Skip to main content

Conjoint Analysis

One of the most powerful and necessary tools available to a product manager or market researcher is conjoint analysis. Conjoint analysis helps you assess the relative appeal of various product features that would add to the cost of a product.

A recent project presented me with an ideal case for applying conjoint analysis. My company was doing market research for a client building condominiums at the northwest tip of downtown Austin. Floor plan mix (square footage and number of bedrooms of the various units), pool, concierge, finishes, storage space, etc. all contribute to the cost of building condominiums or to recurring maintenance fees.

To determine the relative appeal of each feature, I couldn't just ask prospective buyers to rate or rank them, since the appeal of each feature traded off against its cost. A buyer might have ranked a feature highly until he discovered how much it would cost. Furthermore, a buyer might have been willing to pay for each individual feature but might not have had the budget to buy all of them. Enter conjoint analysis.

I included in a survey two conjoint analysis questions. Each of them asked the respondent to choose among several pricing packages. Here is one of the questions:

"If you were to buy a condominium and had to select from the following configurations, which would you choose?"

a. 850 sq. ft., price $233,000, 1 bed/1.5 bath, stainless appliances, garage storage
b. 850 sq. ft., price $231,000, 1 bed/1.5 bath, standard appliances, garage storage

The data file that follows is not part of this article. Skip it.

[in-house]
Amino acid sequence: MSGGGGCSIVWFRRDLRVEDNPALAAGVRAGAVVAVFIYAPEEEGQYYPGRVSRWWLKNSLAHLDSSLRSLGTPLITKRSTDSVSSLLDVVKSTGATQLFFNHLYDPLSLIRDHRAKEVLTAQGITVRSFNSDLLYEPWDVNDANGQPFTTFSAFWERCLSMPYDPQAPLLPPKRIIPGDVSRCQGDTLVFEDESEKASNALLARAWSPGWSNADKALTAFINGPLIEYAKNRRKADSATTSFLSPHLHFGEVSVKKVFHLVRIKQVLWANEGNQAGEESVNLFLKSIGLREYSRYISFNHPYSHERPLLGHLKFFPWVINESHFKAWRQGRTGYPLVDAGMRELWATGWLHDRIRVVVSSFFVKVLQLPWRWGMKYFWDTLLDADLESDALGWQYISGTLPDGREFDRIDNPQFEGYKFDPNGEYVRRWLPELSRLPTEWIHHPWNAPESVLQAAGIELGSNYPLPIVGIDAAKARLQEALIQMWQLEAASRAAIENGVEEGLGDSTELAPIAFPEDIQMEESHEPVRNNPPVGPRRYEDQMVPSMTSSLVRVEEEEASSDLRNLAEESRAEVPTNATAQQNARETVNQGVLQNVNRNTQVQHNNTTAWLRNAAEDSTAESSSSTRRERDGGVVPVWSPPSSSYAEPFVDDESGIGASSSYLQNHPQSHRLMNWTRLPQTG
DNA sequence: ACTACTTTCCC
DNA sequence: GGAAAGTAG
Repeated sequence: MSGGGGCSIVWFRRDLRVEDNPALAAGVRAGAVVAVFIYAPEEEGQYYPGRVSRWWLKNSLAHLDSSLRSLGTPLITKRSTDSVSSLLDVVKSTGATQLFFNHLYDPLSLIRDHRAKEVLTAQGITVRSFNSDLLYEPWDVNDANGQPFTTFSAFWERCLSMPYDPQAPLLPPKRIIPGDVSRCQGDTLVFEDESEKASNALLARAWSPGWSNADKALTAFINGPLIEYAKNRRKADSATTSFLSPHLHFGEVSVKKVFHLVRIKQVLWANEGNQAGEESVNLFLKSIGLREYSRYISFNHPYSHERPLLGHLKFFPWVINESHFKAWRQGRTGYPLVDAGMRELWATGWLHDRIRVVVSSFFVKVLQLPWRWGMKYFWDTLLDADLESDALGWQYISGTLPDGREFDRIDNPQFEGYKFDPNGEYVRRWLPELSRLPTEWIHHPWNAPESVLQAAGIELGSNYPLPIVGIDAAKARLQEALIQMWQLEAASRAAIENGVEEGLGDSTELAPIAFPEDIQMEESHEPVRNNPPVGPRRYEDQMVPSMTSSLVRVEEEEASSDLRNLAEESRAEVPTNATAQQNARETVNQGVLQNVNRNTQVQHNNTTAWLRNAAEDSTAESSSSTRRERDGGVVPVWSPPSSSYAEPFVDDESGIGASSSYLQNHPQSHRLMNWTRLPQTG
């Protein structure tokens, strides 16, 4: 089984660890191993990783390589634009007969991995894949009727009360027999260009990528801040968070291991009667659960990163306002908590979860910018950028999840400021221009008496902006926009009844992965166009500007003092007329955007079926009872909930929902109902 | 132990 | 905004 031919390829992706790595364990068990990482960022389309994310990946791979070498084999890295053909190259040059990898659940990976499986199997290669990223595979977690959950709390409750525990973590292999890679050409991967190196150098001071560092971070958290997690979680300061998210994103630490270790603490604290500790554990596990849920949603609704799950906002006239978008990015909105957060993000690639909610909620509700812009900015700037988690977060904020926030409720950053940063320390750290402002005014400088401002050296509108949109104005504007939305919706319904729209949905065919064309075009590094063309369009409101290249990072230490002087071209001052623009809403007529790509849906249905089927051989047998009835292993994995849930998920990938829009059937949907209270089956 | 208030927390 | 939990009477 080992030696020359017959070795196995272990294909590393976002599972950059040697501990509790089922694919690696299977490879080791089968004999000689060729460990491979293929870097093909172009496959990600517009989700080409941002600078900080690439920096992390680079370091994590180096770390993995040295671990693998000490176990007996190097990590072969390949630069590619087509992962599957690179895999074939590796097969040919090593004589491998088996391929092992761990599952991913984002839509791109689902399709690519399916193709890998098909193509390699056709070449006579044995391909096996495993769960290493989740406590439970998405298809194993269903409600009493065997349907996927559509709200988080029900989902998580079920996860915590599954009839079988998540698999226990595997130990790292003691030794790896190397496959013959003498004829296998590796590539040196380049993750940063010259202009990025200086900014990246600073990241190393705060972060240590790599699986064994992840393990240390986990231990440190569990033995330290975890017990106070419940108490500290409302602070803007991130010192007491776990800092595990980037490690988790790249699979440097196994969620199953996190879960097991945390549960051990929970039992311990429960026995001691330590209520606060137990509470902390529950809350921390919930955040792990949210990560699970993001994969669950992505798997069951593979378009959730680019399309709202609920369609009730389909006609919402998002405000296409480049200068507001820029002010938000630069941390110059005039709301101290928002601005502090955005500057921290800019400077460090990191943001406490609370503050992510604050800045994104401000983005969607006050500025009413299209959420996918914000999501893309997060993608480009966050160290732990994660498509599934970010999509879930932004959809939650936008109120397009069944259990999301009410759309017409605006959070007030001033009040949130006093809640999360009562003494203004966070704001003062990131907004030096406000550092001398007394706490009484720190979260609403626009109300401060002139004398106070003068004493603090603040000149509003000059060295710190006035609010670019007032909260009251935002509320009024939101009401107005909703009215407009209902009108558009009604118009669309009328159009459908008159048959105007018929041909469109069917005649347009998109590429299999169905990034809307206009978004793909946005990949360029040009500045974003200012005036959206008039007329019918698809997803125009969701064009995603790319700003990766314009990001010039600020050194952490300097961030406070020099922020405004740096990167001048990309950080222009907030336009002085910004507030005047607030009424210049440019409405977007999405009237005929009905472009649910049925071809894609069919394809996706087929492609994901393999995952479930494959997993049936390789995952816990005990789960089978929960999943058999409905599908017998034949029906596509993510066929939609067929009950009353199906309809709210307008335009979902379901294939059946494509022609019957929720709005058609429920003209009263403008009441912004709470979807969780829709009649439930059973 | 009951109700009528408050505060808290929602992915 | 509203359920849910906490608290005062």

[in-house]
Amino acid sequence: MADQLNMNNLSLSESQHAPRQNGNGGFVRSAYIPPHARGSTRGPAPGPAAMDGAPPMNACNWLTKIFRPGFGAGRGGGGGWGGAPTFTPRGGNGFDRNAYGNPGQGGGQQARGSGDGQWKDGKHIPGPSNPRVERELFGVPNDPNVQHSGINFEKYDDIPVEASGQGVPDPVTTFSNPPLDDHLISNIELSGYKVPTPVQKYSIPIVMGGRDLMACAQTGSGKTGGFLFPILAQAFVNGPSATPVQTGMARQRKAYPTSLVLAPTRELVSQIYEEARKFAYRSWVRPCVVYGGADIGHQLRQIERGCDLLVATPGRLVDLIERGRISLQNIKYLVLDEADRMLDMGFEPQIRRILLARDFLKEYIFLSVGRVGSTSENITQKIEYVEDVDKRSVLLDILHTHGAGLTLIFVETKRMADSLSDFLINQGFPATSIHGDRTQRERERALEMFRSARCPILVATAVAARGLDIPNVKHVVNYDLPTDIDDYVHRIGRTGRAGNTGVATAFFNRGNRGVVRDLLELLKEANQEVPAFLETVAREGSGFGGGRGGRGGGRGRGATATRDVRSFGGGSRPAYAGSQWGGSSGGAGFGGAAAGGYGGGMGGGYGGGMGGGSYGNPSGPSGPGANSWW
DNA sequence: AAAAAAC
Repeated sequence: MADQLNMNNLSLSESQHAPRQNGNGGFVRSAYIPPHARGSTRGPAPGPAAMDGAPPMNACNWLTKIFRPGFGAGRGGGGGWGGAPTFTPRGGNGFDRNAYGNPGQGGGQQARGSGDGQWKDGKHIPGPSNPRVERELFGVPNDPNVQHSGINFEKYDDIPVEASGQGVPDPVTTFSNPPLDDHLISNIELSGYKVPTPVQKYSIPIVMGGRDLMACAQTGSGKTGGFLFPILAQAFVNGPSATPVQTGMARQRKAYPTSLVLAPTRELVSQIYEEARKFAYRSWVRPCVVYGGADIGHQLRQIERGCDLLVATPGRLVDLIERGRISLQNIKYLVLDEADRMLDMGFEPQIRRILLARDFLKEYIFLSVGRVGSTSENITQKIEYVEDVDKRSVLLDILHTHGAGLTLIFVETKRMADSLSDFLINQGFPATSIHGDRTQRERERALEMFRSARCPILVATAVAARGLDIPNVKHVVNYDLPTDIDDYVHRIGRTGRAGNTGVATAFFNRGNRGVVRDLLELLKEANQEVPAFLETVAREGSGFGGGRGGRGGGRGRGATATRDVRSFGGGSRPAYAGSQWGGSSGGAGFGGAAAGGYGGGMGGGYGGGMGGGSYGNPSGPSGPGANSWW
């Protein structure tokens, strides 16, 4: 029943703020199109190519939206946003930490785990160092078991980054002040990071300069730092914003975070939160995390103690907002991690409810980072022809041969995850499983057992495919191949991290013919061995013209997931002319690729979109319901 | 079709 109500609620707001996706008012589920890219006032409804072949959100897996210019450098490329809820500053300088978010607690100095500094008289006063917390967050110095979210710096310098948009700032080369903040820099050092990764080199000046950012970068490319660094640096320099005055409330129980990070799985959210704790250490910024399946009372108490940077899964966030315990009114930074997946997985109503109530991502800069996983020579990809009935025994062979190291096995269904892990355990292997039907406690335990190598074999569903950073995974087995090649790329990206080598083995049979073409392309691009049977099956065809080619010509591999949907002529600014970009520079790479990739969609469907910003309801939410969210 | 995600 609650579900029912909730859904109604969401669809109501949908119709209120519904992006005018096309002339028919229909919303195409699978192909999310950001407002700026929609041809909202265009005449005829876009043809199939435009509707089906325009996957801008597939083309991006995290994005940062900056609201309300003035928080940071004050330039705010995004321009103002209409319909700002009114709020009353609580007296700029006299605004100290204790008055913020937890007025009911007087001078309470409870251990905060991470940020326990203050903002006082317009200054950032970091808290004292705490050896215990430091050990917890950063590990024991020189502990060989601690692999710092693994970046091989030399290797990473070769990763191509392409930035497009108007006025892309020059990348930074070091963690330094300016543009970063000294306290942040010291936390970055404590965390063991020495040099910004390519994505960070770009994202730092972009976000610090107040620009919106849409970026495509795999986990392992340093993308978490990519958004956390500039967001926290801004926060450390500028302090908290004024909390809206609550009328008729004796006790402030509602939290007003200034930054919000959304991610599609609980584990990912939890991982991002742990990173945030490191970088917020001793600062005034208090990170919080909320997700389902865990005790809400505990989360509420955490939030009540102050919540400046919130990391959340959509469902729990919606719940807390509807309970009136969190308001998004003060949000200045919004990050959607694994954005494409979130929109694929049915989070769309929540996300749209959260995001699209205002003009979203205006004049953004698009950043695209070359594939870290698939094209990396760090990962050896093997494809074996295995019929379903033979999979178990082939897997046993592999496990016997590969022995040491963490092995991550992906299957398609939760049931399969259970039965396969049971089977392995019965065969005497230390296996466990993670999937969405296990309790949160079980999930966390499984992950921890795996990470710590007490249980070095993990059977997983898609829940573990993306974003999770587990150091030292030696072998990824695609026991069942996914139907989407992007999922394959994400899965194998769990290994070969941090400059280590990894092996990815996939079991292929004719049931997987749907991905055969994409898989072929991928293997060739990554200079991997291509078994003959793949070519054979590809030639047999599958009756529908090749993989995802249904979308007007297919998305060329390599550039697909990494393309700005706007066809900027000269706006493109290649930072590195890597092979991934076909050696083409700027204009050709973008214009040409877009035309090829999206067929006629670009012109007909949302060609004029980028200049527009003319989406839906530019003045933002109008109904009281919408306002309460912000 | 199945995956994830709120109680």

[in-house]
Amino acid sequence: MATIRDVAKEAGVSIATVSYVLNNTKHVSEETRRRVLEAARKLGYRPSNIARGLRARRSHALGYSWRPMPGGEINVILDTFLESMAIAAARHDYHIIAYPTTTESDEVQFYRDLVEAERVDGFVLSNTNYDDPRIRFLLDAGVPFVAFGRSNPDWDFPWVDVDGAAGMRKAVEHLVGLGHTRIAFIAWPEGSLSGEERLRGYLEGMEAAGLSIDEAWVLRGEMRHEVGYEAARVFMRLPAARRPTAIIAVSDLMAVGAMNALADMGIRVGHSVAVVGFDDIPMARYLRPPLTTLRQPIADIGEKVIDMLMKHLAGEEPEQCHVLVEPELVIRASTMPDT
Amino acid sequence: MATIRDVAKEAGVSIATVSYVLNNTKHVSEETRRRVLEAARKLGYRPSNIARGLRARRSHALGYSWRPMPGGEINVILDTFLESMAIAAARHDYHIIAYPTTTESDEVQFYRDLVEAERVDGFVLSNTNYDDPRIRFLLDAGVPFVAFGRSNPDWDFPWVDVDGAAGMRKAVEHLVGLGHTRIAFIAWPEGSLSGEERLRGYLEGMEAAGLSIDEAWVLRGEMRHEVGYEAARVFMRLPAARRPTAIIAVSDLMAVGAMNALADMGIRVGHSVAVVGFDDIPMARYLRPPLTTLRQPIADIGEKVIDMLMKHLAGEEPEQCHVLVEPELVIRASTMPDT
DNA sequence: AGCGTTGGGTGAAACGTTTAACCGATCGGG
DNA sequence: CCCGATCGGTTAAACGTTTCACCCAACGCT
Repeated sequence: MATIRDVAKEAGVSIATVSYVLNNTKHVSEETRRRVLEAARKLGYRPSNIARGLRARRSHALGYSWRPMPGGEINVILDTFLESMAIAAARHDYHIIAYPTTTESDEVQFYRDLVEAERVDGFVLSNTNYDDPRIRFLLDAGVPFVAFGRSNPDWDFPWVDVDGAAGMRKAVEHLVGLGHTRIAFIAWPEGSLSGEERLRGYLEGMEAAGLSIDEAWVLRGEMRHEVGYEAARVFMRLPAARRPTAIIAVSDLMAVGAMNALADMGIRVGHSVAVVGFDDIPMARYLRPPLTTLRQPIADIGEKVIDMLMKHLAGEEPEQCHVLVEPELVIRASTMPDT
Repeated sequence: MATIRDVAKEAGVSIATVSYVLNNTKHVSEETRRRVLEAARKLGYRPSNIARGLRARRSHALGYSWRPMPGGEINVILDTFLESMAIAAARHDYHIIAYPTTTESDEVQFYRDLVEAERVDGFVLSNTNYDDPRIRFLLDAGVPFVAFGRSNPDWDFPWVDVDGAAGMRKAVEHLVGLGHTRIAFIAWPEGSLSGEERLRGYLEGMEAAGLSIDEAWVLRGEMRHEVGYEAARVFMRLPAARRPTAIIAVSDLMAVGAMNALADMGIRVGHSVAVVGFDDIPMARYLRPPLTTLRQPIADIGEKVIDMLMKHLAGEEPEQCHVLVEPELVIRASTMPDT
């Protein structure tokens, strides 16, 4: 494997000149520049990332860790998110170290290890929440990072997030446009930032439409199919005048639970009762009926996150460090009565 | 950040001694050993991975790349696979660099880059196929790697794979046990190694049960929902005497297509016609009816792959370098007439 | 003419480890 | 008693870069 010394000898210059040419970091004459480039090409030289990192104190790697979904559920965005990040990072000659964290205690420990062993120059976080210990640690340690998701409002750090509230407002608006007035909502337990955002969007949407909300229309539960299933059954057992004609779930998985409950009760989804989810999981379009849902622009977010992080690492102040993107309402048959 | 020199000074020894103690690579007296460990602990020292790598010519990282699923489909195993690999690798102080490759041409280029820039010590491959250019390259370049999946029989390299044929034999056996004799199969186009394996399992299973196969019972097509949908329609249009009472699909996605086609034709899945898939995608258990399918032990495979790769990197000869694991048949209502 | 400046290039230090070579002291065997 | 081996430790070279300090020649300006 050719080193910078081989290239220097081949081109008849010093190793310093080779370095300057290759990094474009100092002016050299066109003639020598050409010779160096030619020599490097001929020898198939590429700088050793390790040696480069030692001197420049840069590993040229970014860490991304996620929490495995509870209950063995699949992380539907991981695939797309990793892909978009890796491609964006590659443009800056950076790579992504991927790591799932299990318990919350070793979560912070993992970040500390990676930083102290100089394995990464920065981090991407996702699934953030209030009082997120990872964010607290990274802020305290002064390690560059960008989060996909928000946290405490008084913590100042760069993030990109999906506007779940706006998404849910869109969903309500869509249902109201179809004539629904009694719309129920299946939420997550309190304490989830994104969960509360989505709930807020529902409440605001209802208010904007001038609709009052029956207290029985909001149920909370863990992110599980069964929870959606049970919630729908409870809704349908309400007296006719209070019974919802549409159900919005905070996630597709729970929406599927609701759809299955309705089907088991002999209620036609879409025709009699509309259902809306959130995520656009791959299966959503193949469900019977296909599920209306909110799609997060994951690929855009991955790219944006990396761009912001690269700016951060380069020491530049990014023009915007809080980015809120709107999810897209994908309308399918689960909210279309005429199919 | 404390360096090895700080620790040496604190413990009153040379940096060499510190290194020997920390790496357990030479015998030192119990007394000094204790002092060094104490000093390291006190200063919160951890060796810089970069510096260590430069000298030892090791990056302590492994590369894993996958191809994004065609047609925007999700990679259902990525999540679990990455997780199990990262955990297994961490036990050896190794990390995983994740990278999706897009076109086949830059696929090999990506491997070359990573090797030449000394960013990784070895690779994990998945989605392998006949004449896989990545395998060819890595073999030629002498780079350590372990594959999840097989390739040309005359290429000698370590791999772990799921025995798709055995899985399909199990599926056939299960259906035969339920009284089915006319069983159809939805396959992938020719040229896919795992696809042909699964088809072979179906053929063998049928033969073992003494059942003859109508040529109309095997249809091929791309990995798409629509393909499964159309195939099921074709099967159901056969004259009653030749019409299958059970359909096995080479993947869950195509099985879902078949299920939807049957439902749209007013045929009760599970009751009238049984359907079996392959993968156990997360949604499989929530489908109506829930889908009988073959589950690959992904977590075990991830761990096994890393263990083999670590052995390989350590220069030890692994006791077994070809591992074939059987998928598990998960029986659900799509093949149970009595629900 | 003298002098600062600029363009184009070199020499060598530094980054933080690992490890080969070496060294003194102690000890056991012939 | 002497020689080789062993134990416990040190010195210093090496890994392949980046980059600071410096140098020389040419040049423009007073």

c. 1100 sq. ft., price $294,000, 2 bed/2 bath, stainless appliances, no garage storage
d. 1100 sq. ft., price $292,000, 2 bed/2 bath, standard appliances, no garage storage
e. 1400 sq. ft., price $384,000, 2 bed/2 bath, stainless appliances, garage storage
f. 1400 sq. ft., price $374,000, 2 bed/2 bath/study/2 story, standard appliances, no garage storage

After importing the responses to the conjoint analysis questions into Excel, I used the "Regression" statistical analysis tool to compute the relative appeal of each feature.

Comments

RD said…
In a conjoint analysis survey, you have to have at minimum as many questions in the survey as there are variables to choose from. Regression analysis from 2 inputs for the variables you are trying to solve for cannot predict consumer preference with any statistical significance. In general, you would want between 1.5 to 3 times as many questions as variables to achieve full saturation as well consistency in results.
rcauvin said…
As I understand it, the statistical significance of conjoint analysis lies not in the number of different questions, but in the number of different profiles. (Each multiple choice answer represents a profile.) You need to have more profiles than you have attributes.

One caveat is that a large number of attributes entails a large number of profiles. Presenting a large number of profiles and attributes to the user in a single question is confusing and burdensome to respondents.

Also, it does certainly help to cross-check the conclusions of conjoint analysis with other survey questions, and with the conclusions from qualitative research.